May the Lord help us in this particular path for the next seventy days. And help us to see, in that symbolic stretch of time, a key to handling the whole of life. 

Thursday, 25 January 2018

3rd Sunday after Epiphany 21 Jan 2018 Sermon

3rd Sunday after Epiphany 21.1.18 Faith and Charity

If I have faith to move mountains but have not love I am nothing (1 Co13,2). 

When it comes to asking for things in prayer we might regard God in a somewhat impersonal light, as though His will is fixed and there is nothing we can do to move it, so we might as well leave Him to it - in other words, not bother to pray.

This is not how He wants us to see it. He does not want us to be fatalists - those who believe that fate is fixed irrevocably - but rather to pitch in, and have an influence on how things turn out.

There is much that we cannot control, and we certainly do not get all the things we would like, but repeatedly we are encouraged to ask for what we need. God would not tell us to ask for what we need if it never could make a difference.

Always there are so many good causes to pray for. It is not selfish that we do this, as much of our prayer involves the wellbeing of other people; and also we want God’s own order to be established.

Charity is at the heart of the matter. The supreme commands are that we love God and Neighbour. Our prayer for whatever intention should flow from these commands.

Loving God, we come to trust Him that He is always working for our best interest. Loving others, we come to see them as God sees them, to want for them what He wants.

We come closer to the pulse of Christ Himself, the Good Shepherd, the Good Samaritan, the Sacred Heart, seeking out the stray sheep, the prodigal sons, the victims of the robbers - with great compassion, in which we come to share.

At the same time we develop a greater faith that God has the power, and will use it for the best. The centurion of today’s Gospel had this kind of faith. To him it was straightforward that God would give a simple command, and a good result would happen.

We want what is best for each person, and we believe that God will bring it about if we ask Him. Sometimes it takes a lot of asking because the problem is much deeper than a simple illness, as in today’s Gospel.

We learn to pray for more than just physical short-term blessings. We have a better idea of what is best.

The prayer would be more powerful if more people were praying. We need a stronger, more uniform approach. The whole body needs to be at prayer for each other, for the other members of the body. If one suffers [we] all suffer (1 Co 12,26).

God is pleased when we ask Him for favours, but even more pleased when we seek to be near Him, when we seek Him for His own sake.

If we are prepared to go to this deeper level He is more able to bless at the earlier levels.

Close to God is the best place to be, and from that place come wisdom, generosity, goodwill, mercy, and all other related good qualities. If we can plant ourselves there, all else will follow on.

Let us then pursue vigorous prayer for a range of intercessions, physical and spiritual, individual and communal, temporal and eternal.

It all comes together in the mind and heart of God, where we position ourselves.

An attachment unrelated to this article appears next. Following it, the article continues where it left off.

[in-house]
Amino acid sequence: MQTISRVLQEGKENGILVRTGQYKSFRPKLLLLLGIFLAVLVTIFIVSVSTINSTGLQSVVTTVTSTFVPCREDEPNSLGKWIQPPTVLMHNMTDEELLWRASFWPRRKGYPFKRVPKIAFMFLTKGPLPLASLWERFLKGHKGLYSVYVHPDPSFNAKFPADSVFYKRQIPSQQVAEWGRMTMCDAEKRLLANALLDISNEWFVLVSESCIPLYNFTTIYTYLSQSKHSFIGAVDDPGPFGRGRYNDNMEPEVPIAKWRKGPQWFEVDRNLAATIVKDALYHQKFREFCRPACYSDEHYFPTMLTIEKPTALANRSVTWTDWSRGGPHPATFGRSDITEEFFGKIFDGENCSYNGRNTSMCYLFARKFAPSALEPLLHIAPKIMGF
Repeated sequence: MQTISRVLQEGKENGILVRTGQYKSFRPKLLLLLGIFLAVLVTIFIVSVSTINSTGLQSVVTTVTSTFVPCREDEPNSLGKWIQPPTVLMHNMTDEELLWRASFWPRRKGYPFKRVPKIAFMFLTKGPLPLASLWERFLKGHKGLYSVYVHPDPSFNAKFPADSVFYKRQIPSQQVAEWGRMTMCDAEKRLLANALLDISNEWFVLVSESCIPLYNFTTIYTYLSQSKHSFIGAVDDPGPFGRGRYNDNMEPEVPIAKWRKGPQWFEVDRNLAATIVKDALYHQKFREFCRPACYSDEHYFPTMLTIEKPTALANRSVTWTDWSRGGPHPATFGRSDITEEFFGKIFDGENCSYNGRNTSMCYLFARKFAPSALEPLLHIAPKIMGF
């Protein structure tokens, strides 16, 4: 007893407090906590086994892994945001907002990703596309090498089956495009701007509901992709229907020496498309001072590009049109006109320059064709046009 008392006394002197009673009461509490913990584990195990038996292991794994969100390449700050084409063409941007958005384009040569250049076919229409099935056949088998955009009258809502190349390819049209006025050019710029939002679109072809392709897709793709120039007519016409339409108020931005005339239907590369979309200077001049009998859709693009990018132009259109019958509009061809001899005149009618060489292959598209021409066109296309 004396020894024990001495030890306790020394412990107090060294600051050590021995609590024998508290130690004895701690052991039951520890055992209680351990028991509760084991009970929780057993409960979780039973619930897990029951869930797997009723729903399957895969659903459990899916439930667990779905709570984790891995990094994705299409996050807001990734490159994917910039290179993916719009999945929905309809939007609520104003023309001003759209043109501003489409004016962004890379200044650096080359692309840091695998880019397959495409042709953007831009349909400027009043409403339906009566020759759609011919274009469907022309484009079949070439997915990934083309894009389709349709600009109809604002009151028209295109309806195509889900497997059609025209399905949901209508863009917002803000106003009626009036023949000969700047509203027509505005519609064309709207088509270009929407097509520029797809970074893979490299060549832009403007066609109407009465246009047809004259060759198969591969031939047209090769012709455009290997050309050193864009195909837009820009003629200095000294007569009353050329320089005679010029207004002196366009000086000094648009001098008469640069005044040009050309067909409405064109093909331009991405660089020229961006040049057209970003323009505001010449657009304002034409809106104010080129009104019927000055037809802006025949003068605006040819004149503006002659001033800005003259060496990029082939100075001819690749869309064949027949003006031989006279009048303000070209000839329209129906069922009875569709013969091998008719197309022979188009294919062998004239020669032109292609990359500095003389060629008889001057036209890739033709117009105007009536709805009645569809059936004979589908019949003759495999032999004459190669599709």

Only say but the word, Lord…and we will be healed, and from that will other healing come.

Thursday, 18 January 2018

2nd Sunday after Epiphany 14 Jan 2018 Sermon

2nd Sunday after Epiphany 14.1.18 The new wine

The miracle of Cana is an extension of the Epiphany, another ground-breaking revelation of the power of God, working now through the adult Christ.

Thus begins a series of many public miracles, each of which sends out a challenge to each person: are you with Me or against Me?

The Jews were divided over Him. Some believed, others always wanted more proof.

We should not believe too readily every claim of religious phenomena, but on the other hand we should not be sceptical to the point of rejecting everything in advance.

We cannot restrict God. It is His creation after all, and He can intervene at any point and in any way.

So He can turn water into wine, walk on water, make it come out of a rock, make it part in the middle, and make it go quiet in a storm – all of which He has done.

Generally God lets the world run on the laws that He has put in place. But He always has the right and the power to override those laws.

Miracle or not, ordinary or extraordinary, the most important thing for us is to be in union with Our Lord Jesus Christ.

Are we prepared to put our faith in Him as the one and only Saviour of the universe, or are we going to try to level Him out with other possible saviours – thus reducing Him to no more than a source of inspiration?

Other religious figures can be inspiring in places, but they do not work the miracles that Christ did, especially raising people from the dead, not least raising Himself! How many people can do that?

And all that He does is good. He does something advantageous for the people receiving the miracle; and for everyone else He gives a taste of what salvation is like.

He solves problems, such as today’s shortage of wine; and even better still He helps people come to faith. This coming to faith is a greater blessing than whatever the miracle brought about.

Turning water to wine is a symbol of what He is doing for us. He is enriching us, upgrading us to something better.

From now on this is how we do things around here. This is the New Covenant taking root.

Human nature itself has been upgraded in Christ’s human nature. Other elements of creation may be receiving an increase in quality too. All nature longs for the fulness of Christ’s salvation (cf Rom 8,19-27).

The miracles will come, when needed, and for our good.

In the face of so much power and goodness, we come to take God seriously.

We come to realize that a miracle is being worked in us, a miracle of transformation, whereby we become people of charity, and all the other virtues mentioned in today’s epistle (Rm 12,6-16).

Drink the string drink (that is, receive Him fully, without condition) and we will ourselves become the new wine, as in perfect.

It has to be a full acceptance. We cannot half-believe, or half-commit.

He will help us with this. It may not be as quick as the Cana miracle, but if we show signs of commitment He will build us up in all the virtues, another miracle of transformation. Why did we leave it till now to become the best wine?!